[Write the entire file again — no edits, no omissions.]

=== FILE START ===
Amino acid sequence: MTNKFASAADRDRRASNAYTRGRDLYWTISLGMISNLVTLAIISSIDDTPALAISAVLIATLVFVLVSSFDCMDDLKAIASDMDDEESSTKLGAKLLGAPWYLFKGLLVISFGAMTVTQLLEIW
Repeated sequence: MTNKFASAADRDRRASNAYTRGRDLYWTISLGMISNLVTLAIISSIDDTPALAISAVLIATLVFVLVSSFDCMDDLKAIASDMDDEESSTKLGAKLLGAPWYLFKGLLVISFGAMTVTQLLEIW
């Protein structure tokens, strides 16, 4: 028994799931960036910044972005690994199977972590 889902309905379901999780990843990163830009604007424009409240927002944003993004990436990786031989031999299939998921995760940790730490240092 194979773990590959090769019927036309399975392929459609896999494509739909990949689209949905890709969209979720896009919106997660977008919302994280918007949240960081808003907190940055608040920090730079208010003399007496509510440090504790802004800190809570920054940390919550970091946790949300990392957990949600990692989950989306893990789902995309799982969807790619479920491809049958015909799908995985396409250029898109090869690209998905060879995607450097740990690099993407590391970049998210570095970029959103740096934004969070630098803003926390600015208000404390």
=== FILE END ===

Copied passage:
Amino acid sequence: MTNKFASAADRDRRASNAYTRGRDLYWTISLGMISNLVTLAIISSIDDTPALAISAVLIATLVFVLVSSFDCMDDLKAIASDMDDEESSTKLGAKLLGAPWYLFKGLLVISFGAMTVTQLLEIW
Repeated sequence: MTNKFASAADRDRRASNAYTRGRDLYWTISLGMISNLVTLAIISSIDDTPALAISAVLIATLVFVLVSSFDCMDDLKAIASDMDDEESSTKLGAKLLGAPWYLFKGLLVISFGAMTVTQLLEIW
């Protein structure tokens, strides 16, 4: 028994799931960036910044972005690994199977972590 889902309905379901999780990843990163830009604007424009409240927002944003993004990436990786031989031999299939998921995760940790730490240092 194979773990590959090769019927036309399975392929459609896999494509739909990949689209949905890709969209979720896009919106997660977008919302994280918007949240960081808003907190940055608040920090730079208010003399007496509510440090504790802004800190809570920054940390919550970091946790949300990392957990949600990692989950989306893990789902995309799982969807790619479920491809049958015909799908995985396409250029898109090869690209998905060879995607450097740990690099993407590391970049998210570095970029959103740096934004969070630098803003926390600015208000404390």